Our new address is 2603 Camino Ramon, Suite 385, San Ramon, CA 94583. The telephone and fax numbers remain the same — 925.937.0800 (phone); 925.683.0975 (mobile); and 925.215.4514 (fax).
Come visit soon. No housewarming gifts necessary.
Whether you are thinking of starting a business, are hiring your first employee, or have been in business for years, this short list of tips can help you avoid some of the big legal pitfalls that come with employees. (Adapted from a presentation I frequently give to business groups and anyone else who will listen to me for an hour or so.)
10. Draft, and use frequently, written job descriptions. Include the job title, essential duties of the job, and the skills, experience, and physical requirements necessary to do it. Specify whether it’s an exempt position or hourly. Use the job description when advertising openings, interviewing candidates, evaluating and disciplining employees, and considering ADA accommodations. Review your job descriptions at least annually to make sure they comport with reality, and fix them if they don’t.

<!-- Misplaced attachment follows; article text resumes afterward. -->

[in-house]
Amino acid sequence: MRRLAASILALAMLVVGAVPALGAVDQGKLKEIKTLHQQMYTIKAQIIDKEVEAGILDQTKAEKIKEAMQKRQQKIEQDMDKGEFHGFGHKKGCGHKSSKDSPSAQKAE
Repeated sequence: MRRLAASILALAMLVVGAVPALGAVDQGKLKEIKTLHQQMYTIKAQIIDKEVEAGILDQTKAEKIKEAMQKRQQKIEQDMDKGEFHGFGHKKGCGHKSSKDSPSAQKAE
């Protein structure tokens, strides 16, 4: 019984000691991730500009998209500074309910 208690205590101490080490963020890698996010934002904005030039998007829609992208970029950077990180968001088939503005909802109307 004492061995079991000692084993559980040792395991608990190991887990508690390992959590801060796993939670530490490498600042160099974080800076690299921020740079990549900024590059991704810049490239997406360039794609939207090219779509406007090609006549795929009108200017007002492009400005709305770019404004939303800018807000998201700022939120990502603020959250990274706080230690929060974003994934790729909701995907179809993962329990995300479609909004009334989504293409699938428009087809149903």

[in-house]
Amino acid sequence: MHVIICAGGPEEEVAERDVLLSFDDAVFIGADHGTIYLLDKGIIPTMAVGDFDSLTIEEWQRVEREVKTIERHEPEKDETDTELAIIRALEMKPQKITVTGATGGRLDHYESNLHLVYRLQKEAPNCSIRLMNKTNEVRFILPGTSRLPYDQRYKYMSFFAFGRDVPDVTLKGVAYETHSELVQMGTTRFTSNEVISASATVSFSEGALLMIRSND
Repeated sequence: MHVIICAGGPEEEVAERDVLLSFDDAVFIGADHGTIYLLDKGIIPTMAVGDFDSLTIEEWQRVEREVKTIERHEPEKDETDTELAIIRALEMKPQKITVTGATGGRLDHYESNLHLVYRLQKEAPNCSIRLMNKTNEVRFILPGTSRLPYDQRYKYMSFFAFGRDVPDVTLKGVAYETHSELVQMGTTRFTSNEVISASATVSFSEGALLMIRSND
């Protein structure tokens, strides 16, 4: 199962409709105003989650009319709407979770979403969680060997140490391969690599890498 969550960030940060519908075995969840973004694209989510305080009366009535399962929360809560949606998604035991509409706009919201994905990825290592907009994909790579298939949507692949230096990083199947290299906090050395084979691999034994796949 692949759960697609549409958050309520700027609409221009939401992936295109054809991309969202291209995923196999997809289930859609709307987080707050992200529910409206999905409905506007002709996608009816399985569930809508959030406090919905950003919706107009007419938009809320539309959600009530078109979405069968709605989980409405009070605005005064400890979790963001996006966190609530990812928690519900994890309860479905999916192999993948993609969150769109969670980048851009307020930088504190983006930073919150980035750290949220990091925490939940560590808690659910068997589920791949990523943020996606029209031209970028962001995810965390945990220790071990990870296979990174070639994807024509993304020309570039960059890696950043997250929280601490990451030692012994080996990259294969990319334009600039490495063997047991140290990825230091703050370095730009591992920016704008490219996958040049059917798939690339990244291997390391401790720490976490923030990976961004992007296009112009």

9. Publish a compliant employee handbook. A good handbook is a roadmap for dealing with employee issues and managing employee expectations. Each state has differing laws, and those laws change with some regularity (paid sick leave in California, anyone), so having a lawyer or HR consultant help with drafting is a pretty good investment. The internet is not a reliable source of handbook forms.